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Can Wind Power Get Up to Speed? - TIME

 

Just read this article. Very nice mention of a scientific report that says that there is enough wind energy swirling around our planet to meet our current energy needs 40 times over. The article also does a very nice job of laying out the challenges to a wind powered future. It sparked a new question for me though. Wind turbines siphon off the energy that carries air as wind. This is all driven by a very complex system of thermal fronts and such well beyond my comprehension because I have not yet read up on them. But, here is the part I do get, we are siphoning off energy, which means there is less energy in the wind.

 

Could this have an adverse environmental effect that is not yet anticipated? We use such a minor amount of wind power now that we would not notice anything, but surely if we were to move to a completely wind driven energy future we would end up siphoning off enough wind energy to actually see noticeable effects wouldn't we? Given my limited understand of the complicated atmospheric process that creates wind, I may be wrong, but converting energy from that system, to be used as electricity must have some measurable effect.

 

Will some one enlighten me?

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Below is a non-technical paper from 2004 on the climactic implications of large-scale "wind farming".

 

Results from climate modeling studies by myself and others suggest that large-scale use of wind power can alter local and global climate. Wind turbines can change wind patterns which can in turn change the climate by (slightly) altering amount of heat and moisture transported by the winds. The fact that an enormous number of wind turbines can change the climate is not important; many human activities can change the climate if they occur at a sufficiently large scale.

 

I think the work on the climatic effects of wind power raises three interesting questions. First, will climate change due to wind turbines be noticeable in the face of other climate changes caused by humans? Second, how does the unintended climate change due to wind turbines compare to their intended effect in reducing global warming? Third, what will be the impact of climate change caused by wind-power?

Untitled Document

 

He then goes on to answer those questions. It's definitely worth reading.

 

There's also this article that is relevant to wind energy feasibility in the face of a GW future.

 

The idea that winds may be slowing is still a speculative one, and scientists disagree whether that is happening. But a first-of-its-kind study suggests that average and peak wind speeds have been noticeably slowing since 1973, especially in the Midwest and the East.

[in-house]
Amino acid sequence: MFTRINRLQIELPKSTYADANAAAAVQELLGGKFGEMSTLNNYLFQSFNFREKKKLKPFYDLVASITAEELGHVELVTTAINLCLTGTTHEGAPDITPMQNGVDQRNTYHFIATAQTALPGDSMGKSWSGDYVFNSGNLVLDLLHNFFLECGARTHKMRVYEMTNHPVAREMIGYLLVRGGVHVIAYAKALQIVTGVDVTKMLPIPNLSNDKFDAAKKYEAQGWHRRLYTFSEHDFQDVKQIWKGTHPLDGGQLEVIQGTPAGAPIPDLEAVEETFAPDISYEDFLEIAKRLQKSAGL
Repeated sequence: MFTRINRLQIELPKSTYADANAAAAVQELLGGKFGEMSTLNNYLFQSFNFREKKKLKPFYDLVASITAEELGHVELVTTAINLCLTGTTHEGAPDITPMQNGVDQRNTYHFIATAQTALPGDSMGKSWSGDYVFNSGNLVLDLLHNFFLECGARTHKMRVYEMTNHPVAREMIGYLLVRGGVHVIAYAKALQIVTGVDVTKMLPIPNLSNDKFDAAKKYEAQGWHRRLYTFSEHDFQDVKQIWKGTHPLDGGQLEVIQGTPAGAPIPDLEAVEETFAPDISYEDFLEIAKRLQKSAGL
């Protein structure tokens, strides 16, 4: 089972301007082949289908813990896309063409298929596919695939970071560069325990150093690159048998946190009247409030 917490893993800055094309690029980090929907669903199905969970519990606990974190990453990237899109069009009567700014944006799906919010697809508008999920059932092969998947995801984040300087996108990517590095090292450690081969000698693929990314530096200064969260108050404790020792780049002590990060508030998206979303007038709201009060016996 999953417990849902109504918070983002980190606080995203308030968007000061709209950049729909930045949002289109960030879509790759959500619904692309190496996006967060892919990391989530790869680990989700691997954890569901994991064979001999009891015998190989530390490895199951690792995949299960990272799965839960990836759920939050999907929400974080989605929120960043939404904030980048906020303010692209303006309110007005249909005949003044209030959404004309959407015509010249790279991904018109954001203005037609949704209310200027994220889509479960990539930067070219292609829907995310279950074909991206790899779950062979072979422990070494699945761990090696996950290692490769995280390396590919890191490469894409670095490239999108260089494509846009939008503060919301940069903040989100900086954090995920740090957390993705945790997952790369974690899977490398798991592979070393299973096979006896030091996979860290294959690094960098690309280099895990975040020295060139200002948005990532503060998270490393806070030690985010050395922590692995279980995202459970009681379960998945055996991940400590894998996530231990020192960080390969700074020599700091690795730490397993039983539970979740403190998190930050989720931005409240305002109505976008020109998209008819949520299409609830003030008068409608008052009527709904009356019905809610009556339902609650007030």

"It's a very large effect," said study co-author Eugene Takle, a professor of atmospheric science at Iowa State University. In some places in the Midwest, the trend shows a 10 percent drop or more over a decade. That adds up when the average wind speed in the region is about 10 to 12 miles per hour.

...

Still, the study, which will be published in August in the peer-reviewed Journal of Geophysical Research, is preliminary. There are enough questions that even the authors say it's too early to know if this is a real trend or not. But it raises a new side effect of global warming that hasn't been looked into before.

Not so windy: Research suggests winds dying down | Comcast.net

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Winds slowing down? That's very interesting. I'm sure that should be purely a localized phenomenon. I mean, with Global Warming being what it is, the increased energy in the atmosphere should imply that if winds are slowing down for any given area, it should be speeding up in other locales?

 

The first article I linked to mentioned how wind farming's effect is most likely only localized. As to this winds slowing down business, I'm not sure. In fact, the amount of doubt in that article is pretty telling. The prime investigator herself concludes that the slow down may be an artifact of changing conditions around monitoring stations (local effects like vegetation growth, building construction, and other local environmental factors).

 

But, if we assume that the winds slowing down is accurate, then your question is a good one. I think the problem is not so much related to total energy as it is to the amount of variation between temperature extremes. So, as the poles warm, the temp differences between the poles and the equator should start to close the gap with temperature control regulated more by the atmosphere with less contribution from the tilt of the Earth and angle of incidence of the sun's rays. In theory, this could contribute to slowing winds, absent winds, and a breakdown of global currents.

 

Wind occurs on a range of scales, from local breezes generated by heating of land surfaces and lasting tens of minutes, to global winds resulting from the difference in absorption of solar energy between the climate zones on Earth. The two major driving factors of large scale atmospheric circulation are the differential heating between the equator and the poles, which causes the jet stream and the associated climatological mid-latitude westerlies, polar easterlies, and the trade winds, and the rotation of the planet (Coriolis effect), which causes the circular motion of air around areas of high and low pressure.

wind

 

I wonder if the author considered correlating her data with measurements of global currents?

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